The election of Pope Francis and his subsequent writings and statements to the media have led some observers to speculate that more liberal forms of Catholicism, namely liberation theology, may be revived under his papacy. The Tablet (September 21), a British Catholic magazine, editorializes that under Pope Francis, “liberation theology is experiencing something of a revival,” tracing its rehabilitation back to Pope Benedict XVI’s appointment of Archbishop Gerhard Müller to head the Congregation for the Doctrine of the Faith (CDF). Müller is a close friend of Gustavo Gutierrez, the father of liberation theology, and has declared his theology as being sound— “which is more than Pope Benedict ever managed to do.” While Pope Francis was said to be cool to liberation theology when he was elected, he has since appeared increasingly friendly to it. He is now in regular contact with Leonardo Boff, a Brazilian theologian who was disciplined for his liberationist writings under the previous pope when he was head of the CDF.
The Tablet’s editorial continues that as the more Marxist elements of liberation theology “have fallen away” in recent years, it is easier for church officials such as Francis to be friendlier to the theology. However, liberation theology’s claim that the poor “have spiritual insights into the Gospel message that others may lack” is bound to make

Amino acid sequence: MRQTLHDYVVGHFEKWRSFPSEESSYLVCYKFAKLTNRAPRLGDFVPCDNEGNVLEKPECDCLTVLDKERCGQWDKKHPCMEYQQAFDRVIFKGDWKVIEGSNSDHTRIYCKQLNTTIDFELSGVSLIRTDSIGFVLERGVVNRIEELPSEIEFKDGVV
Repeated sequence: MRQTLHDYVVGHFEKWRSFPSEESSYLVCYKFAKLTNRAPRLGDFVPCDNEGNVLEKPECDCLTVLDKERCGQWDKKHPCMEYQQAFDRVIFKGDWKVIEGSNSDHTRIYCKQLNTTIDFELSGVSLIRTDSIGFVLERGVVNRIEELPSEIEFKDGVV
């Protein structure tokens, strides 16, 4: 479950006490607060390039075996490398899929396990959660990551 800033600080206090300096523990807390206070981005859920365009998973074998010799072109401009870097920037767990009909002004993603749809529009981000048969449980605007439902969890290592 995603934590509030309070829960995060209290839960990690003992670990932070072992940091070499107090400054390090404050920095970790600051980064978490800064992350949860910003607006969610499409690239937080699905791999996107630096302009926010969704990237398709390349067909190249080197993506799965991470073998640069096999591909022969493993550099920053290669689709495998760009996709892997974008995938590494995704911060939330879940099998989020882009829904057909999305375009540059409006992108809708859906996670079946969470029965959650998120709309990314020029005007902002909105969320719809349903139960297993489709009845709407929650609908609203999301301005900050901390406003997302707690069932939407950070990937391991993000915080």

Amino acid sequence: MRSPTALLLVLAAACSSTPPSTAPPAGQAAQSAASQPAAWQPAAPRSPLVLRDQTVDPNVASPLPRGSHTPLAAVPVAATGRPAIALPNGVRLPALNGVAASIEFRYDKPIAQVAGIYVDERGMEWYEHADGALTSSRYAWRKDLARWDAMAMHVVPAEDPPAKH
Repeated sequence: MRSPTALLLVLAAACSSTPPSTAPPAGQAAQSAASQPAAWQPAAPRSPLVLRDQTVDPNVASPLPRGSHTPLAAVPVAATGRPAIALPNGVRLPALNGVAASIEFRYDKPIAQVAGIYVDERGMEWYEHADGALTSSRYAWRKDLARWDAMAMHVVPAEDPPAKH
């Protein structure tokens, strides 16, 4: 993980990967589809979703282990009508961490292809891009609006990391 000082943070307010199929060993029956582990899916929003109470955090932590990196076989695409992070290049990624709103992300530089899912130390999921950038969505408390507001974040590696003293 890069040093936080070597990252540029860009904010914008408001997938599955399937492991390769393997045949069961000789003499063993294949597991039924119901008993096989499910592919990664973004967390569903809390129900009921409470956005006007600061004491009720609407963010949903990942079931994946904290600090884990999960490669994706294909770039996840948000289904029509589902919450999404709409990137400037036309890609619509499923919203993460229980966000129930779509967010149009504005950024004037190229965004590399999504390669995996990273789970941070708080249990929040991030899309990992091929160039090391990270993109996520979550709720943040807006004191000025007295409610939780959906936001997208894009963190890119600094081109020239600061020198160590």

middle-class Catholics uncomfortable. The most recent reports of rapprochement between the Vatican and proponents of liberation theology have been triggered by an expected meeting between Gutierrez and the pope, as well as an expected move toward sainthood for Archbishop Oscar Romero, who was assassinated by the military regime in 1980 and already a patron saint of the Catholic left.
In an article in the Huffington Post (Sept. 24), historian Andrew Chesnut acknowledges that Pope Francis has adopted “liberationist discourse.” These statements include decrying an exploitative global economic system that worships “the God of money” and reverting to Vatican II terminology calling the church the “people of God.” But the media is missing the equally strong charismatic dimension of the pope’s program. He regularly praises the Catholic charismatic movement (although he was once a critic of the movement) and recently spoke of the importance of such “gifts of the spirit” as discernment—a word he used 21 times in his much-cited recent interview with the magazine America.
Francis’ frequent call for evangelization and his call for the church to be a “field hospital after battle” are adopted from charismatics and Protestant Pentecostals “who go so far in some churches in Latin America as to have ushers dressed in white nurses uniforms and pastors in doctors’ smocks!” Chesnut concludes in his Huffington Post article that the pope is “developing a powerful synthesis of what has been the two competing theological tendencies in Latin America.”
(The Tablet, 1 King Cloisters, Clifton Walk, London W6 0QZ, UK.)